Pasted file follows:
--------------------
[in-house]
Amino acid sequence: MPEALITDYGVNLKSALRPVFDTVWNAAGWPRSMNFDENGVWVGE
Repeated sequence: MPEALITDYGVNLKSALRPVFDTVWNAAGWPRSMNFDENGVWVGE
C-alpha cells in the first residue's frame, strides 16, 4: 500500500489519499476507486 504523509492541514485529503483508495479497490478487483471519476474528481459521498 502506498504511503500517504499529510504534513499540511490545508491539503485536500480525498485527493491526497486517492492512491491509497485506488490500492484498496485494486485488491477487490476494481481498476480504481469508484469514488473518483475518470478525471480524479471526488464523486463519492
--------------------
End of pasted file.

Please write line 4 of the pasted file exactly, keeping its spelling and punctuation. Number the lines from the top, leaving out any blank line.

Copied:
C-alpha cells in the first residue's frame, strides 16, 4: 500500500489519499476507486 504523509492541514485529503483508495479497490478487483471519476474528481459521498 502506498504511503500517504499529510504534513499540511490545508491539503485536500480525498485527493491526497486517492492512491491509497485506488490500492484498496485494486485488491477487490476494481481498476480504481469508484469514488473518483475518470478525471480524479471526488464523486463519492